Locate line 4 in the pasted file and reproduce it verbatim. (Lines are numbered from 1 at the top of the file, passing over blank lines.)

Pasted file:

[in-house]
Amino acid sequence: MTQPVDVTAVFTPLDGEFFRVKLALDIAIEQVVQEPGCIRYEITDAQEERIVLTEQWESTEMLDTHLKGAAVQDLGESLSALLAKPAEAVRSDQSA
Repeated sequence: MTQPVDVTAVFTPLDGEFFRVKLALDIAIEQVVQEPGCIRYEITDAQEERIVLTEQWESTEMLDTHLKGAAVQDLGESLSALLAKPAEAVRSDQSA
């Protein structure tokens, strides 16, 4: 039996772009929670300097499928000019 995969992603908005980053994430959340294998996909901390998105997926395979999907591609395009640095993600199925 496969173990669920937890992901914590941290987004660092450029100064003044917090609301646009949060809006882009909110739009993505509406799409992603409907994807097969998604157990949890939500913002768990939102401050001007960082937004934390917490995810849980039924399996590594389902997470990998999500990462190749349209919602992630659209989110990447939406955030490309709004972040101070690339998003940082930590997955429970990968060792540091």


């Protein structure tokens, strides 16, 4: 039996772009929670300097499928000019 995969992603908005980053994430959340294998996909901390998105997926395979999907591609395009640095993600199925 496969173990669920937890992901914590941290987004660092450029100064003044917090609301646009949060809006882009909110739009993505509406799409992603409907994807097969998604157990949890939500913002768990939102401050001007960082937004934390917490995810849980039924399996590594389902997470990998999500990462190749349209919602992630659209989110990447939406955030490309709004972040101070690339998003940082930590997955429970990968060792540091």